There are two phases of myogenesis, primary myogenesis, and secondary myogenesis. The primary phase is occurs during the embryonic stage and the secondary phase occurs in the fetal stage. The main role of the primary phase is the development of the myoblasts.
In the primary stage, myogenic progenitor cells are derived from pools of mesenchymal stem cells (MSC) (Yan et al. 2013). The myogenic progenitor cells are converted into myoblasts. Myoblasts are templates for the secondary phase when myotubes are developed, and therefore the number of myoblasts impacts the number of myotubes. Nutrition of the dam plays a key role in the number of myogenic progenitor cells that are produced during this phase; poor nutrition reduces the number of myoblasts produced (Yan et al. 2013). The correct diet is necessary to reach maximum proliferation of myogenic progenitor cells.
Primary myogenesis produces muscle fibres, they are referred to as primary muscle fibers. In the second trimester, the primary fibres develop into myofibers with peripheral nuclei (Albrecht et al. 2013.).
By four and a half months of gestation, the primary muscles fibers are covered by the secondary muscle fibers (Albrecht et al. 2013.). The muscle fibres that develop during the primary phase do not impact the size and number of muscle fibres in an animal because they are produced in minimal numbers (Yan et al. 2013).During the secondary phase of myogenesis, the majority of muscle fibres are developed develop.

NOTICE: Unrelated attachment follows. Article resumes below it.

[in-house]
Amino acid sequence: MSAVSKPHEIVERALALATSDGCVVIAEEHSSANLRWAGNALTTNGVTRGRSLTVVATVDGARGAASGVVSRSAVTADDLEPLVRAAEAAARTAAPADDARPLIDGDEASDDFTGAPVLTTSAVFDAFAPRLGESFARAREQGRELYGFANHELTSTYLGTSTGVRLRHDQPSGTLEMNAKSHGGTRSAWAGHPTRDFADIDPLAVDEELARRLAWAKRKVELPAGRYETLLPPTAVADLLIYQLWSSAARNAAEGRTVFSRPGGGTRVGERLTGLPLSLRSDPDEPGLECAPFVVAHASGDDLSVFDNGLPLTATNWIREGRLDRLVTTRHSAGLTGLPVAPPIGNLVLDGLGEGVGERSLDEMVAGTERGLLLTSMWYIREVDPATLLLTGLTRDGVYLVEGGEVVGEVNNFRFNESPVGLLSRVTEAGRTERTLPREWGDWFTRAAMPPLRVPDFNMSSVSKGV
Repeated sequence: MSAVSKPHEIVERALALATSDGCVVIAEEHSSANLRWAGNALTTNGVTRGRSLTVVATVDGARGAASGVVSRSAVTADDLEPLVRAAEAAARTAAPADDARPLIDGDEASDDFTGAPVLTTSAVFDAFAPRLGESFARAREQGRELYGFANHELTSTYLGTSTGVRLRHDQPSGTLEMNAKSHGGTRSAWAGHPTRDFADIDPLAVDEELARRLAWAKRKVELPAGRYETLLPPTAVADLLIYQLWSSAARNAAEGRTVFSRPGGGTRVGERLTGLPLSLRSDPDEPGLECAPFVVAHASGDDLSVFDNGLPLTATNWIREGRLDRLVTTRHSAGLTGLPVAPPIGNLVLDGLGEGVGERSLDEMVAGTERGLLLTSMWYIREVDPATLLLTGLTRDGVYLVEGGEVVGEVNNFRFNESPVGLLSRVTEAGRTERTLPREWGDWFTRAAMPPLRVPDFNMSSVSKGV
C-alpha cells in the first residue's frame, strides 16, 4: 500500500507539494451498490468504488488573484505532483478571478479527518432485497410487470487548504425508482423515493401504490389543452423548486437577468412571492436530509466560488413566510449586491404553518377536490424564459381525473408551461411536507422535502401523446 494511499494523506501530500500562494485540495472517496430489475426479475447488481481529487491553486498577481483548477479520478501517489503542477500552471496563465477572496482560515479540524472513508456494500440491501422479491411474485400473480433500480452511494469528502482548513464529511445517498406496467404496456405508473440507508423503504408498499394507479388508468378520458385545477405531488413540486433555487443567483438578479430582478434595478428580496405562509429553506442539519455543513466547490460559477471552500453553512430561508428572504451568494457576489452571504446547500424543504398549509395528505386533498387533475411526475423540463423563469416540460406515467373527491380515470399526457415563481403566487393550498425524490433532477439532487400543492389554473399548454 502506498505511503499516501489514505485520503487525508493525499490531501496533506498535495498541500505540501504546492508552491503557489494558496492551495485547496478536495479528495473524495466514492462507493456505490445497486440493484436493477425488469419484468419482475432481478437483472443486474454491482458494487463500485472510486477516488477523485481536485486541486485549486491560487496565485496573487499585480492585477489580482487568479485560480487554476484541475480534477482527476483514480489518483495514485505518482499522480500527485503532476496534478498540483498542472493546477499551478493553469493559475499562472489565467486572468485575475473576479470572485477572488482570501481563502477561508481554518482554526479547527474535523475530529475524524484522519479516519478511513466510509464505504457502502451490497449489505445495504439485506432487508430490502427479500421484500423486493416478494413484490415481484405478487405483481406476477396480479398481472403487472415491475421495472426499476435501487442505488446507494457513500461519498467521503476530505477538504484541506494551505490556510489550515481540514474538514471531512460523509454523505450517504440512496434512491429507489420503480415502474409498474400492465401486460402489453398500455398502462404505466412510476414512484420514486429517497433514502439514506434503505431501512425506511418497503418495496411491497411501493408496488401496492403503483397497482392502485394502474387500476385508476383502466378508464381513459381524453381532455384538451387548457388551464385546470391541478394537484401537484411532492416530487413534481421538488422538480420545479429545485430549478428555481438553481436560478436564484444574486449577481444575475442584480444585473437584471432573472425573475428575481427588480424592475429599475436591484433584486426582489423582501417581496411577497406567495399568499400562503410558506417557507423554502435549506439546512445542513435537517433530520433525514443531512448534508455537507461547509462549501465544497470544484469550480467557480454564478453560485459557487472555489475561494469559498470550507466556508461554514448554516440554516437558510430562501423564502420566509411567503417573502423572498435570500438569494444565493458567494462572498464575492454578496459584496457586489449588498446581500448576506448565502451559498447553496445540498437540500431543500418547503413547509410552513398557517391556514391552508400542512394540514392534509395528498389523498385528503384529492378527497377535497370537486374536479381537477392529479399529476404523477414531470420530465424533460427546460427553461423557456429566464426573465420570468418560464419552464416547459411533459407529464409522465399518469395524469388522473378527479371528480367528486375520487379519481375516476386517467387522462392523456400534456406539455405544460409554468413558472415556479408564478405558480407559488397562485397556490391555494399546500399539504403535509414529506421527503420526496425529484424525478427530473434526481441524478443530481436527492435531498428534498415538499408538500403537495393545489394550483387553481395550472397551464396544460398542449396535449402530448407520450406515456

The muscle fibres are developed by the myoblasts line up with each other, become fused, and develop into immature muscle fibers, called myotubes (Yan et al. 2013). At six months of gestation, most of the fibers are developed and organized into muscle fiber bundles (Albrecht et al.
2013). Muscle development is controlled by two signalling pathways. Negative regulation is through the myostatatin-Smad3 pathway, reducing the myotube size. The development of muscle is positively regulated by insulin-like growth factor 1– phosphoinositide-3-kinase–Akt/protein kinase B–mammalian target of rapamycin pathway (IGF1–PI3K–Akt/PKB–mTOR) (Schiaffino et al.
2013). The process of myogenesis is activated by the proteins Wingless and Int (Wnt). During the primary phase, paired box genes (Pax) 3 and 7 in MSC activate myogenic regulatory factors (MRFs). The MRFs allow the MSC to commit to myogenic progenitor cells. Myogenin, MRF-4, Myo-D and Myf-5 are the MRFs that have been identified in the myogenesis process (Yan et al. 2013).
MRF-4 is the first MRF that is expressed, followed by Myo-D and Myf-5. Myo-D and Myf-5 are the regulatory factors that convert myogenic progenitor cells to myoblasts. Myogenin is expressed in secondary myogenesis, it fuses the myoblasts together to form myotubes. The majority of muscle fiber development occurs during the prenatal stage; new muscle fibres are produced postnatally when there is an injury to existing muscle fibre. In the postnatal stage, the size of the muscle fibres is increased, and this relies on satellite cells (Yan et al. 2013). Satellite cells are located between the sarcolemma and basal lamina layers of the muscle, and are composed of postnatal MSC. The MSC are dormant mononucleated cells that proliferate when stimulated by growth factors.
The MSC develop into myoblasts with a portion remaining as daughter cells (Yan et al. 2013). The myoblasts are fused to the current muscle fibres and nuclei, leading to increased size of muscle fibers.